Copyright © 2010 Steve Andrews. All Rights Reserved.

Bard of Ely's first Welsh home-grown pineapple

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Comments 18 comments

Karen Ellis profile image

Karen Ellis 8 years ago from Central Oregon

Beautiful. I love fresh pineapple.

I hope that wasn't your 15 minutes of fame.

Zsuzsy Bee profile image

Zsuzsy Bee 8 years ago from Ontario/Canada

Great hub. Pineapple's my fave.

regards Zsuzsy

Bard of Ely profile image

Bard of Ely 8 years ago from Lisbon, Portugal Author

Thanks, Karen! No, fortunately I have had longer spells of fame, although I am still looking for that elusive big break! lol

Bard of Ely profile image

Bard of Ely 8 years ago from Lisbon, Portugal Author

Thank you for posting, Zsuzsy!

Chef Jeff profile image

Chef Jeff 8 years ago from Universe, Milky Way, Outer Arm, Sol, Earth, Western Hemisphere, North America, Illinois, Chicago.

Freshly grown pineapple - in my own home? What is the world coming to! Hopefully to locally grown and produced fresh fruit, vegetables and grains that we can often grow ourselves! Great article, Bard, and please let us know more about things we can grow ourselves!

I saw where a small bread baker in New England is growing his own wheat, and his customers are helping him by planting small plots in their own yards! They are trying to convince local farmers that there is a local market for wheat, and that they should put their land to use for local consumption. What a novel idea LOL!!!

Bard of Ely profile image

Bard of Ely 8 years ago from Lisbon, Portugal Author

Thanks for your feedback, Jeff! Yes, the home grown method is the way to go!

The How To Hub profile image

The How To Hub 8 years ago from Australia

Wonderful hub. Don't they just have the most beautiful flower! An old neighbour friend of mine, he's past now, but he grew pineapples in his backyard every single year and always shared. Just the other day we were talking about starting a garden for the kids, so sounds like the signs are pointing to us growing pineapples : )


Bard of Ely profile image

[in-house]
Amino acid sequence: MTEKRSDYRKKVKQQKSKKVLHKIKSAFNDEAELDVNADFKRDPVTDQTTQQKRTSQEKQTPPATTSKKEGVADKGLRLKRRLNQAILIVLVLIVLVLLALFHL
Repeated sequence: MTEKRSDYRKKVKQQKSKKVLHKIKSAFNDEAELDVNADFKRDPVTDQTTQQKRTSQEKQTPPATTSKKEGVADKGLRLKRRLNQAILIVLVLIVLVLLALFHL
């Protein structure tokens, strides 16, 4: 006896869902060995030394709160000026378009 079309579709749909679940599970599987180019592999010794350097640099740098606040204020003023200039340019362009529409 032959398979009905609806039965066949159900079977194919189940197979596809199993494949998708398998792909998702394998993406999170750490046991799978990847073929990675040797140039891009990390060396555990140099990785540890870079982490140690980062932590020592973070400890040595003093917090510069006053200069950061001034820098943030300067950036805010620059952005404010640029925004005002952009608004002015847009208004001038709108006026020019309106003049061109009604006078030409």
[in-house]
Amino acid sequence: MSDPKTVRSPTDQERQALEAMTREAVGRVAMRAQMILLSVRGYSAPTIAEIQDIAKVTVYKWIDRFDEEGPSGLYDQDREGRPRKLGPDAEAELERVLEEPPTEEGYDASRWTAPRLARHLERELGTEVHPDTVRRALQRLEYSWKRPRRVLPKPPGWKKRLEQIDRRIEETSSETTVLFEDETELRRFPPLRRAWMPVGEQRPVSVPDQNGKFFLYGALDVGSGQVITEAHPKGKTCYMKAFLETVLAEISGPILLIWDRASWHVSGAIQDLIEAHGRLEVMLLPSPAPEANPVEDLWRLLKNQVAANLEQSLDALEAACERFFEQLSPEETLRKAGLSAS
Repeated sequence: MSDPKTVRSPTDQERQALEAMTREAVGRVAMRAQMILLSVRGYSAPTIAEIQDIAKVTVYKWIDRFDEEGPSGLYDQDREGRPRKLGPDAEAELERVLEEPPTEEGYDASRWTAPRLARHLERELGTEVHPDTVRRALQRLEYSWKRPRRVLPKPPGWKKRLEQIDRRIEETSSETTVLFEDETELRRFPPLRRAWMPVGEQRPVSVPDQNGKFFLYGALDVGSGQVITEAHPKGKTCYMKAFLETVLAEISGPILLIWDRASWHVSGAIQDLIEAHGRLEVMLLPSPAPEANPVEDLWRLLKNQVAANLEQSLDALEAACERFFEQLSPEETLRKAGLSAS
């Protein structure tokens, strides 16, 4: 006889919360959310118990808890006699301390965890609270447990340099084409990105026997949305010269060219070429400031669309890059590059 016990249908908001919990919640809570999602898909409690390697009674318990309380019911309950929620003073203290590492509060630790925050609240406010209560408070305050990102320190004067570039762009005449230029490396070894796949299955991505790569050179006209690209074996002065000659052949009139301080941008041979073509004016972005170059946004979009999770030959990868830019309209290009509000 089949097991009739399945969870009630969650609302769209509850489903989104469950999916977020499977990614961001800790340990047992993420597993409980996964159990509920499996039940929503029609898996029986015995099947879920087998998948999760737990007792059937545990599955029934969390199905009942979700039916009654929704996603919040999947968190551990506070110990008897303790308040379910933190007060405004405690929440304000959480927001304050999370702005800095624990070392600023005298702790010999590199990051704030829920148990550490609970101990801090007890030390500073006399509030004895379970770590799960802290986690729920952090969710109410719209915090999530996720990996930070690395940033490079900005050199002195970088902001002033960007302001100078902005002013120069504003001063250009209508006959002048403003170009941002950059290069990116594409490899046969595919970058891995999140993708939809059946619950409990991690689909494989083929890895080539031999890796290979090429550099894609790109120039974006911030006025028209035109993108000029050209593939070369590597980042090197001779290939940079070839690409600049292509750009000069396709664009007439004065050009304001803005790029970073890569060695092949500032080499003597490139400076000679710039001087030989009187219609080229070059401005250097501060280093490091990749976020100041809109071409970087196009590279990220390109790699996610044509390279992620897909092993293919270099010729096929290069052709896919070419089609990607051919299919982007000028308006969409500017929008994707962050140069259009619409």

Bard of Ely 8 years ago from Lisbon, Portugal Author

Thanks for posting, Shaye! Pineapple growers of the world unite! lol

Marisa Wright profile image

Marisa Wright 8 years ago from Sydney

When I lived in Africa, I used to live not far from whole fields of pineapple. Your photos of the plant brought back memories of sitting in the nearby pub - you had to keep your hand over your beer or wine glass all the time, or it would be full of swimming fruit flies in 5 seconds flat! I never thought of trying to grow one myself.

Bard of Ely profile image

Bard of Ely 8 years ago from Lisbon, Portugal Author

Thanks for the feedback! I am surprised they don't grow more here where I am now.

amy 8 years ago

wht a great idea. home grown pineapple. let you know how my one progresses. who knows you maysoon see a pineapple grove in kent . thanks x

Bard of Ely profile image

Bard of Ely 8 years ago from Lisbon, Portugal Author

Good luck pineapple growing, Amy!

purplenurple 8 years ago

Loved reading about your success growing pineapples! I am in the process of growing some myself! I have one that is about 2 yrs old -has yet to produce a pineapple, one that is about 8 months and then about 2-3 months ago I obtained 7 pineapple tops from my local grocery store produce dept. for free....they just throw them away!!! I planted all 7 in individual clay pots and now am the proud owner of 4 "baby" pineapple plants!!! I love watching them grown and can't wait to see the flower!!!

Bard of Ely profile image

Bard of Ely 8 years ago from Lisbon, Portugal Author

That is brilliant news! I am so glad they allowed you to have the tops! Just imagine how many pineapples there could be if everyone grew them from discarded tops! lol

Anamika S profile image

Anamika S 6 years ago from Mumbai - Maharashtra, India

Nice Post! At my native place we have pinapple plants planted like fence or to mark the boundary.

Bard of Ely profile image

Bard of Ely 6 years ago from Lisbon, Portugal Author

That's interesting and a good use for them!

GmaGoldie profile image

GmaGoldie 6 years ago from Madison, Wisconsin

I am going to try this! Is it true pineapple is good for IBS?

Bard of Ely profile image

Bard of Ely 6 years ago from Lisbon, Portugal Author

Pineapple is good for the health I know so probably good for IBS but I haven't checked!